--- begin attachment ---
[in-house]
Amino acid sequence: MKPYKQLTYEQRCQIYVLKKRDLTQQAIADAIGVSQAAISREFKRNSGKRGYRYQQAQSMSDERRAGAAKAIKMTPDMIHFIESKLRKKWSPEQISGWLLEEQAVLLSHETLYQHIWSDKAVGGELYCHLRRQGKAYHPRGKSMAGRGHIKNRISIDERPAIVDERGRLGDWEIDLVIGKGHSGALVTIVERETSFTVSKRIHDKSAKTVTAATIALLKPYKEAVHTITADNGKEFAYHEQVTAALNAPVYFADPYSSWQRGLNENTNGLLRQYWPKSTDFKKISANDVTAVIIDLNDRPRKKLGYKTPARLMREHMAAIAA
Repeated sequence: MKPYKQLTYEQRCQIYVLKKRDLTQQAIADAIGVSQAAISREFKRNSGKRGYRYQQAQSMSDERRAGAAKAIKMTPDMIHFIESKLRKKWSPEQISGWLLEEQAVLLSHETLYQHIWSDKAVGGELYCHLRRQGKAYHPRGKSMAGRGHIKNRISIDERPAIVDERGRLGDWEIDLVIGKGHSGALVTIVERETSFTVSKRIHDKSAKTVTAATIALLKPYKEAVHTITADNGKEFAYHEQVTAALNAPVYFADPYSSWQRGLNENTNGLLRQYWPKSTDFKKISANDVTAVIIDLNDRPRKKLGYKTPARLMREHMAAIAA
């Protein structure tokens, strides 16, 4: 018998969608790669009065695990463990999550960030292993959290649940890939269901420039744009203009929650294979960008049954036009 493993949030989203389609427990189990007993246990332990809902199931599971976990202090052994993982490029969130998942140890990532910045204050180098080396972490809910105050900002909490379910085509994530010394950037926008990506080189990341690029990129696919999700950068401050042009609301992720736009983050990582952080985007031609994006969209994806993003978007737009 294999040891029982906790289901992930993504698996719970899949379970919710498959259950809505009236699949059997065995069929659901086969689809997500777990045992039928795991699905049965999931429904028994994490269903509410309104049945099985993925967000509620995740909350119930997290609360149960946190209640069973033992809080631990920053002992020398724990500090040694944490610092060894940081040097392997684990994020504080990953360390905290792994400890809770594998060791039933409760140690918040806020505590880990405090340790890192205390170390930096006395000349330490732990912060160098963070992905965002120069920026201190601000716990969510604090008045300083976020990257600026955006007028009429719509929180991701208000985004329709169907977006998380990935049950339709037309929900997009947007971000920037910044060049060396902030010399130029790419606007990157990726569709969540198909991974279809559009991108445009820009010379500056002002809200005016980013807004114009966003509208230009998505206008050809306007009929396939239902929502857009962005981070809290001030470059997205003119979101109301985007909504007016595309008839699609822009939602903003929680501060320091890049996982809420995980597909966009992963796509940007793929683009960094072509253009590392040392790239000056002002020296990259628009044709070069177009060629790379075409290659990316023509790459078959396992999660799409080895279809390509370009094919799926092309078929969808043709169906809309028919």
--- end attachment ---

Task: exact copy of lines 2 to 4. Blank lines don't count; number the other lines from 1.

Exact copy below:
Amino acid sequence: MKPYKQLTYEQRCQIYVLKKRDLTQQAIADAIGVSQAAISREFKRNSGKRGYRYQQAQSMSDERRAGAAKAIKMTPDMIHFIESKLRKKWSPEQISGWLLEEQAVLLSHETLYQHIWSDKAVGGELYCHLRRQGKAYHPRGKSMAGRGHIKNRISIDERPAIVDERGRLGDWEIDLVIGKGHSGALVTIVERETSFTVSKRIHDKSAKTVTAATIALLKPYKEAVHTITADNGKEFAYHEQVTAALNAPVYFADPYSSWQRGLNENTNGLLRQYWPKSTDFKKISANDVTAVIIDLNDRPRKKLGYKTPARLMREHMAAIAA
Repeated sequence: MKPYKQLTYEQRCQIYVLKKRDLTQQAIADAIGVSQAAISREFKRNSGKRGYRYQQAQSMSDERRAGAAKAIKMTPDMIHFIESKLRKKWSPEQISGWLLEEQAVLLSHETLYQHIWSDKAVGGELYCHLRRQGKAYHPRGKSMAGRGHIKNRISIDERPAIVDERGRLGDWEIDLVIGKGHSGALVTIVERETSFTVSKRIHDKSAKTVTAATIALLKPYKEAVHTITADNGKEFAYHEQVTAALNAPVYFADPYSSWQRGLNENTNGLLRQYWPKSTDFKKISANDVTAVIIDLNDRPRKKLGYKTPARLMREHMAAIAA
């Protein structure tokens, strides 16, 4: 018998969608790669009065695990463990999550960030292993959290649940890939269901420039744009203009929650294979960008049954036009 493993949030989203389609427990189990007993246990332990809902199931599971976990202090052994993982490029969130998942140890990532910045204050180098080396972490809910105050900002909490379910085509994530010394950037926008990506080189990341690029990129696919999700950068401050042009609301992720736009983050990582952080985007031609994006969209994806993003978007737009 294999040891029982906790289901992930993504698996719970899949379970919710498959259950809505009236699949059997065995069929659901086969689809997500777990045992039928795991699905049965999931429904028994994490269903509410309104049945099985993925967000509620995740909350119930997290609360149960946190209640069973033992809080631990920053002992020398724990500090040694944490610092060894940081040097392997684990994020504080990953360390905290792994400890809770594998060791039933409760140690918040806020505590880990405090340790890192205390170390930096006395000349330490732990912060160098963070992905965002120069920026201190601000716990969510604090008045300083976020990257600026955006007028009429719509929180991701208000985004329709169907977006998380990935049950339709037309929900997009947007971000920037910044060049060396902030010399130029790419606007990157990726569709969540198909991974279809559009991108445009820009010379500056002002809200005016980013807004114009966003509208230009998505206008050809306007009929396939239902929502857009962005981070809290001030470059997205003119979101109301985007909504007016595309008839699609822009939602903003929680501060320091890049996982809420995980597909966009992963796509940007793929683009960094072509253009590392040392790239000056002002020296990259628009044709070069177009060629790379075409290659990316023509790459078959396992999660799409080895279809390509370009094919799926092309078929969808043709169906809309028919």